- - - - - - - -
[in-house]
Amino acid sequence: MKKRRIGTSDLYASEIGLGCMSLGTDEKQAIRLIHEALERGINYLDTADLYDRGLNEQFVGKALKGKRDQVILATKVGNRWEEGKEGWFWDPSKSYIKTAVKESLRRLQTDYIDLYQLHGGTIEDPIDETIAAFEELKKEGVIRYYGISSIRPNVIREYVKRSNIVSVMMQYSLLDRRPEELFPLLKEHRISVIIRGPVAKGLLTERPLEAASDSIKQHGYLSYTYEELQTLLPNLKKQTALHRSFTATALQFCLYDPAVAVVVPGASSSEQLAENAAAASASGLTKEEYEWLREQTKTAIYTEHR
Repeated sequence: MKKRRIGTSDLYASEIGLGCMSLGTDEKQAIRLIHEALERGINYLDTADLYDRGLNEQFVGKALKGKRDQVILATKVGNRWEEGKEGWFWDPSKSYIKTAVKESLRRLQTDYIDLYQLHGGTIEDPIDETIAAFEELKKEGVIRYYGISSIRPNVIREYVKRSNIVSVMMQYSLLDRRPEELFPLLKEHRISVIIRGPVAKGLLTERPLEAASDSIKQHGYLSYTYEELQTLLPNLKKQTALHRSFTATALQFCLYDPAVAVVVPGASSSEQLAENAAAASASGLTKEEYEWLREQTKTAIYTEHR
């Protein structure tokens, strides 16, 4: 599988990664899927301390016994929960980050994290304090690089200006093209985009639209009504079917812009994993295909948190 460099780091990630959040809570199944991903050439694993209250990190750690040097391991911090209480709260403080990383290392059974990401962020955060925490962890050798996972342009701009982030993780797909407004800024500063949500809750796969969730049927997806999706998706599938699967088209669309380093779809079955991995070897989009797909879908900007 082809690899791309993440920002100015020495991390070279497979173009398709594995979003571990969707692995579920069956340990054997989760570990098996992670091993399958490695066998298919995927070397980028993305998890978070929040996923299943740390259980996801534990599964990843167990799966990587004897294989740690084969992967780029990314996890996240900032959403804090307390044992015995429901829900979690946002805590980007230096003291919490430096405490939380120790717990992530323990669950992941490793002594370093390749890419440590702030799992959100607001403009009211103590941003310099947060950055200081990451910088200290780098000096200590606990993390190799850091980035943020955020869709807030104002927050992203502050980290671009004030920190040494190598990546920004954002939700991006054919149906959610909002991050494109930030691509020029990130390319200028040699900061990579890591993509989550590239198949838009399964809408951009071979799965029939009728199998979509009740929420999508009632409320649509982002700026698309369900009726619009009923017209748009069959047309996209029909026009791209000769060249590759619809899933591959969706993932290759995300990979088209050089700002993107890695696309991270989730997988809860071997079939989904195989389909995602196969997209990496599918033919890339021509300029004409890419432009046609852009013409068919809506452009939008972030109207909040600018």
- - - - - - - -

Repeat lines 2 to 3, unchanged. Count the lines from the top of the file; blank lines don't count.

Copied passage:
Amino acid sequence: MKKRRIGTSDLYASEIGLGCMSLGTDEKQAIRLIHEALERGINYLDTADLYDRGLNEQFVGKALKGKRDQVILATKVGNRWEEGKEGWFWDPSKSYIKTAVKESLRRLQTDYIDLYQLHGGTIEDPIDETIAAFEELKKEGVIRYYGISSIRPNVIREYVKRSNIVSVMMQYSLLDRRPEELFPLLKEHRISVIIRGPVAKGLLTERPLEAASDSIKQHGYLSYTYEELQTLLPNLKKQTALHRSFTATALQFCLYDPAVAVVVPGASSSEQLAENAAAASASGLTKEEYEWLREQTKTAIYTEHR
Repeated sequence: MKKRRIGTSDLYASEIGLGCMSLGTDEKQAIRLIHEALERGINYLDTADLYDRGLNEQFVGKALKGKRDQVILATKVGNRWEEGKEGWFWDPSKSYIKTAVKESLRRLQTDYIDLYQLHGGTIEDPIDETIAAFEELKKEGVIRYYGISSIRPNVIREYVKRSNIVSVMMQYSLLDRRPEELFPLLKEHRISVIIRGPVAKGLLTERPLEAASDSIKQHGYLSYTYEELQTLLPNLKKQTALHRSFTATALQFCLYDPAVAVVVPGASSSEQLAENAAAASASGLTKEEYEWLREQTKTAIYTEHR